Last year South Carolina—both the school and the state—was desperate for a local hero. The Gamecocks' football and basketball programs had slipped into mediocrity. With fall approaching, the football coach, who had debuted at 5-6 the previous season, also looked hopeless. To borrow from an old country song, folks felt that fate had stepped on their hearts and stomped that sucker flat.
Then, last season, the coach guided a bunch of no-names to a 10-2 record and the highest final ranking—No. 11—in the school's history. Suddenly, South Carolina fans had something to cheer about, and the stands at Williams-Brice Stadium rocked with frenzied spectators who adopted the motto, "If it ain't swayin', then we ain't playin'."
South Carolinians also found their hero in Joe Morrison, the former New York Giant halfback who pulled off rebuilding miracles at Tennessee-Chattanooga and New Mexico before arriving in Columbia. Named National Coach of the Year by the Walter Camp foundation, Morrison not only is a winner but also knows what's important—country music, a cold can of barley and stock cars. Occasionally, he takes to the pits to work for NASCAR veteran Tim Richmond. O.K., so he's just a water boy, but that's where all rookies start. Morrison also recently bought into several thoroughbred racehorses. To the locals, his only flaw is his Ohio heritage. Otherwise, the accent works, the snakeskin boots fit, and his fashionably ugly all-black outfits are as hot as a Carolina summer. In short, Morrison is just good people.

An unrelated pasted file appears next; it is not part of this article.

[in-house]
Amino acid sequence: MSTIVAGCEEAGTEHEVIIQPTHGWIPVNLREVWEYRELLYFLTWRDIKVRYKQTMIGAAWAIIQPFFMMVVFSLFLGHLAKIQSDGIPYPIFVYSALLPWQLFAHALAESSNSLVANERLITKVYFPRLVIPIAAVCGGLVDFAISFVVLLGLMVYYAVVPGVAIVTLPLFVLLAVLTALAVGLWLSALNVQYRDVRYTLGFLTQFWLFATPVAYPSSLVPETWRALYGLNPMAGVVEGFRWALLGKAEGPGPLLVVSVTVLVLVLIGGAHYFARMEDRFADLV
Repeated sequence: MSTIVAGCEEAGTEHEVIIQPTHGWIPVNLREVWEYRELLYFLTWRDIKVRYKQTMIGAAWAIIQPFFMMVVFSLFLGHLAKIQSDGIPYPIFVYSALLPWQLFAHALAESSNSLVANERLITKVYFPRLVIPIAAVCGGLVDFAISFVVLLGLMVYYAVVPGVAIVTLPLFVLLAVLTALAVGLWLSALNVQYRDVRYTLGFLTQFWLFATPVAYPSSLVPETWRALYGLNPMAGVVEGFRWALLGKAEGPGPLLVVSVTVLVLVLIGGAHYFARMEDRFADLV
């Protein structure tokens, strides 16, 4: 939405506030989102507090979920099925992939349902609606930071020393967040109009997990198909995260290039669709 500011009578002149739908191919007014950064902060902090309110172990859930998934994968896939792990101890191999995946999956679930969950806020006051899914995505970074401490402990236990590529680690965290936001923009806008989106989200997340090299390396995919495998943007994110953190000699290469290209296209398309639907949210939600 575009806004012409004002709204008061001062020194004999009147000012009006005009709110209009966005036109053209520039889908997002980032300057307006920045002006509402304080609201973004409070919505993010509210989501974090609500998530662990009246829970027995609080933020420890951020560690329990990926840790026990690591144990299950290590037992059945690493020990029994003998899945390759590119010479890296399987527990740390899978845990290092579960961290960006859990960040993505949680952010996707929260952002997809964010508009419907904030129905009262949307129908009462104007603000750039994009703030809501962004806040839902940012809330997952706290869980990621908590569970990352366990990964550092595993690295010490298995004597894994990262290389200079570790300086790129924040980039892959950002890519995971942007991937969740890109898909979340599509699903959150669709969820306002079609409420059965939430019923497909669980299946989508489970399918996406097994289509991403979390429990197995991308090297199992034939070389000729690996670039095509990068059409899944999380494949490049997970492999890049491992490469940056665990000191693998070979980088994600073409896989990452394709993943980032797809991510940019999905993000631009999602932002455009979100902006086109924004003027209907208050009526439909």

So are the talented players who man his skill positions, especially quarterback. Judging from the stats, you would never know that Mike Hold was last year's second-string signal caller. He completed 64 of 137 passes for 1,385 yards. Starter Allen Mitchell was 53 of 99 for 780 yards. Hold, who came on strong at the end of last season, won the starting nod after a strong spring practice.
Giving ground support will be Thomas Dendy and Kent Hagood, a running, catching and blocking tandem with hyperspace capability. The offensive front averages 6'4", 280 pounds, but it is inexperienced. The defensive line also is young, but the coaches have confidence in the gang-tackling abilities of the Fire Ants. "It looks like our defense and kicking game will have to carry us until our offensive line comes along," says Morrison. "Taking that a step further, our skill-position folks will have to carry the offensive in the first few games."
South Carolina's veer attack, which typically takes the ball outside and into the air, also will take pressure off the line. So will warmups with The Citadel and Appalachian State. After an open date the season begins in earnest against Michigan, Georgia and Pitt. By then Williams-Brice Stadium should really be swayin'.